Thailand Defense and Security

By | December 17, 2021

In 2008, the Thai government launched an ambitious plan to modernize the means used by the armed forces. The bulk of the plan involved the purchase of 12 Jas-39 Gripen, aircraft produced in Sweden by Saab and suitable for both ground attacks and interception and reconnaissance operations, and two Erieye early warning and control aircraft (Awacs) . However, the economic crisis forced the government to postpone the purchase of the second tranche of six Jas-39s and one of the two Erieyes. Likewise, the purchase of armored vehicles and helicopters was postponed. In the first months of 2011, the desire to buy 4 second-hand submarines from Germany also emerged, but the government did not give the green light, letting the offer lapse. In any case, construction work on an underwater base began in 2012, escalation of tension in the South China Sea, both as Indonesia, Vietnam, Malaysia and Singapore are moving in the same direction. The flagship of the Thai military system consists of the aircraft carrier Chakri Naruebet – literally ‘in honor of the Chakri dynasty’ – of Spanish manufacture and launched in 1996. Considering that at a global level there are currently only 20 operational aircraft carriers, 10 of the as Americans, the added value in terms of prestige and military projection is considerable. China itself managed to launch the first aircraft carrier only in 2012. However, although military spending rose by 66% between 2002 and 2011, the Thai war industry is still underdeveloped and consequently the country is in a position almost total dependence on foreign supplies, especially Americans. Despite the economic crisis and structural weaknesses, Thailand manages to maintain a substantial defense budget while allocating 1.52% of GDP to it, a figure slightly below the global average. The ties with two powers of the caliber of the United States and China bring Thailand a considerable advantage in military terms, as the country has a close relationship with both of materials, technologies and know-how. With the USA, since 1980 the Cobra Gold joint military exercise has been held every year (Washington’s biggest breakthrough in the Asian chessboard) and, thanks to the status of ‘Major non-born ally’, Thailand enjoys preferential access to high-tech military supplies, such as depleted uranium ammunition. As for the People’s Republic of China, on the other hand, in 2005 the first Sino-Thai joint exercise took place in the Gulf of Thailand, which was also the first Chinese exercise with an ASEAN member state, and since then military cooperation has been it has grown stronger every year.¬†For Thailand defense and foreign policy, please check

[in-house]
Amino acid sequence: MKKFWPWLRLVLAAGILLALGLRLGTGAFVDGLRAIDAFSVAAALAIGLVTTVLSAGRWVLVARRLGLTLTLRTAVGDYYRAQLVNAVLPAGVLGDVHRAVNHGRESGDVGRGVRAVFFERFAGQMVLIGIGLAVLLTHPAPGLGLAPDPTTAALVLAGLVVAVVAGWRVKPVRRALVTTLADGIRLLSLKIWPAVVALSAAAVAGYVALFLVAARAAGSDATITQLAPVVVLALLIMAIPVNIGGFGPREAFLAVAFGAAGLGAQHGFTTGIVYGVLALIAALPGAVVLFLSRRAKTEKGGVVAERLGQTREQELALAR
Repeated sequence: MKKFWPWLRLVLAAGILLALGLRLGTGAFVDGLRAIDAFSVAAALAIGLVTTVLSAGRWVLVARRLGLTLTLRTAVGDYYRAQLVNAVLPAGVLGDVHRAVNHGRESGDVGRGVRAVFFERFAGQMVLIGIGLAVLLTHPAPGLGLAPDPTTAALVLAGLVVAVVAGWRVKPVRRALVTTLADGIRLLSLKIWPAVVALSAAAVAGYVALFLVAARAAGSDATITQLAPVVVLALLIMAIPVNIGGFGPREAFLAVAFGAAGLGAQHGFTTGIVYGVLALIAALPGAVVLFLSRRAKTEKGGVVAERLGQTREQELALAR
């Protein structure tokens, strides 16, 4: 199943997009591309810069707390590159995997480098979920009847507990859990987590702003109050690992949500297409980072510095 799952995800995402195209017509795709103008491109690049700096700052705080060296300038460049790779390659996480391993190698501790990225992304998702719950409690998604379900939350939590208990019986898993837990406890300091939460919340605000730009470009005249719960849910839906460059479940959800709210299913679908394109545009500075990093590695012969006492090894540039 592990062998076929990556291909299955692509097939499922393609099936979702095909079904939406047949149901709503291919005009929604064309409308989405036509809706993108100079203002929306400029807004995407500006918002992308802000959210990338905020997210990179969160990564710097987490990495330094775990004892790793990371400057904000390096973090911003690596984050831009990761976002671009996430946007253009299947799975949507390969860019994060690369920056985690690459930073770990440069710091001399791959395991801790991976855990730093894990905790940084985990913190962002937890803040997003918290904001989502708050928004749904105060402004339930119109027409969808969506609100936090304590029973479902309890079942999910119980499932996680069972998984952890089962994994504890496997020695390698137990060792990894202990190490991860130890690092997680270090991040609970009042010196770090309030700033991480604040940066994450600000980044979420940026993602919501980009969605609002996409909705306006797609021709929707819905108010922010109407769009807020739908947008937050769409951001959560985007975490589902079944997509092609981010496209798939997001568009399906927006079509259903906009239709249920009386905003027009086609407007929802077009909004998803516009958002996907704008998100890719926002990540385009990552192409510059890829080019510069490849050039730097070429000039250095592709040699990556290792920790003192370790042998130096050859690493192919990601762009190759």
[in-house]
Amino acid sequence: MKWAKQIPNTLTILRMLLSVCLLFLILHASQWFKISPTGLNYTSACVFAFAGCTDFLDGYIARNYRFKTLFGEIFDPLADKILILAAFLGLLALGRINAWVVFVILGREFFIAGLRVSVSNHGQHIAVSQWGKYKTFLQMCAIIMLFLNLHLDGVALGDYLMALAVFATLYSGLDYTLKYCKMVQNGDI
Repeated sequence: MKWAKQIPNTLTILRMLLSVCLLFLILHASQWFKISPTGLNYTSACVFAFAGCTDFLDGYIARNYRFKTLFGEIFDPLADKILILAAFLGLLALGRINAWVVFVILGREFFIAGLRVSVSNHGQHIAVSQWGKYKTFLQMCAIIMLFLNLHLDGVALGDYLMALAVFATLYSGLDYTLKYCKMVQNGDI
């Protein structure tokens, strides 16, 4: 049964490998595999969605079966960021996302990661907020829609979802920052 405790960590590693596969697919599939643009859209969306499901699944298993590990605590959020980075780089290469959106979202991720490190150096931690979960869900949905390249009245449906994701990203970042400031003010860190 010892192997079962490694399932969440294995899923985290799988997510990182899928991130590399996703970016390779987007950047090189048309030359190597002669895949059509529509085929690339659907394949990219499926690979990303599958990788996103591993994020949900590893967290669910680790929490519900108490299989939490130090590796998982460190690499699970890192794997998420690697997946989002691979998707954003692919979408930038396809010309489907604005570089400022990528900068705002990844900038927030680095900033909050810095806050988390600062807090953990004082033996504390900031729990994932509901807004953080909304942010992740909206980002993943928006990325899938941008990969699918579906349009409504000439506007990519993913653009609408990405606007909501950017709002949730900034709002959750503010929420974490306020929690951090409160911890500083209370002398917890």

Phra Viharn: Another bitter verdict from the International Court of Justice